Research Article | Open Access
Krista Fox, Nancy Morrow-Howell, Stephanie Herbers, Paula Battista, Carolyn M. Baum, "Activity Disengagement: Understanding Challenges and Opportunities for Reengagement", Occupational Therapy International, vol. 2017, Article ID 1983414, 7 pages, 2017. https://doi.org/10.1155/2017/1983414
Activity Disengagement: Understanding Challenges and Opportunities for Reengagement
Although maintaining engagement in activities has a positive influence on our health and wellbeing as we age, many programs that serve older adults struggle with getting participation in the programs they offer. This study sought to explore activity disengagement among older adults in a senior housing community and identify the challenges and opportunities for reengagement with the aim of informing future intervention development and testing. Fifty-one adults over the age of 60 participated in structured interviews. Findings highlighted that many older adults have activities patterns that are not optimal for health. Many reasons given for disengaging in activities (e.g., no opportunity) were surprising given that participants lived in a setting where a variety of programs were offered. Programs need to more purposively address social challenges to participating in activities and consider a more person-centered approach when developing interventions for the older adults they serve.
1. Background and Purpose
The relationship between activity engagement and health is well documented. It has long been established that participation in activities, such as volunteer work, hobbies, visiting with friends, and exercise, produces both positive physical and mental health outcomes , reduces the risk of disabilities , and protects against cognitive decline and depressive symptoms [3, 4]. More recent studies confirm these early findings, including a recent systematic review on occupational engagement and health-related outcomes in older adults, further supporting the notion that engagement in work, physical, community, leisure, and social activities promotes better health and quality of life among older adults . Specifically, a randomized clinical trial using an activity intervention had a positive effect on pain, vitality, social functioning, mental health, and life satisfaction [5, 6].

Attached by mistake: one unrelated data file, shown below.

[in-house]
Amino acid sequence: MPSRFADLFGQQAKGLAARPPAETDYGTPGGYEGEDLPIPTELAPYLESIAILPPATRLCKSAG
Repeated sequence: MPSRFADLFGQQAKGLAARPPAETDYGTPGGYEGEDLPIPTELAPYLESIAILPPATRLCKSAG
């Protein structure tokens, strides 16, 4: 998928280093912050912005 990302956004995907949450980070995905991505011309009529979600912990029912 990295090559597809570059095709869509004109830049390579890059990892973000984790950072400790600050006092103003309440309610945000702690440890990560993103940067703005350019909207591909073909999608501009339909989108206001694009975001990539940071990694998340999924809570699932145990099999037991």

Activity engagement is a pillar in two popular frameworks for healthy aging. The Successful Aging Paradigm  recognized the multidimensional constructs that in addition to avoiding disease and disability includes the maintenance of physical and cognitive function as critical to sustained engagement in social and productive activities. The World Health Organization’s Active Aging Model  recognizes the process of optimizing opportunities for participation to enhance quality of life. As we face a growing population of older adults world-wide—increasing from 8% to 16% of the total population —the factors associated with remaining active are essential to fostering healthy life years among older adults and promoting healthy communities.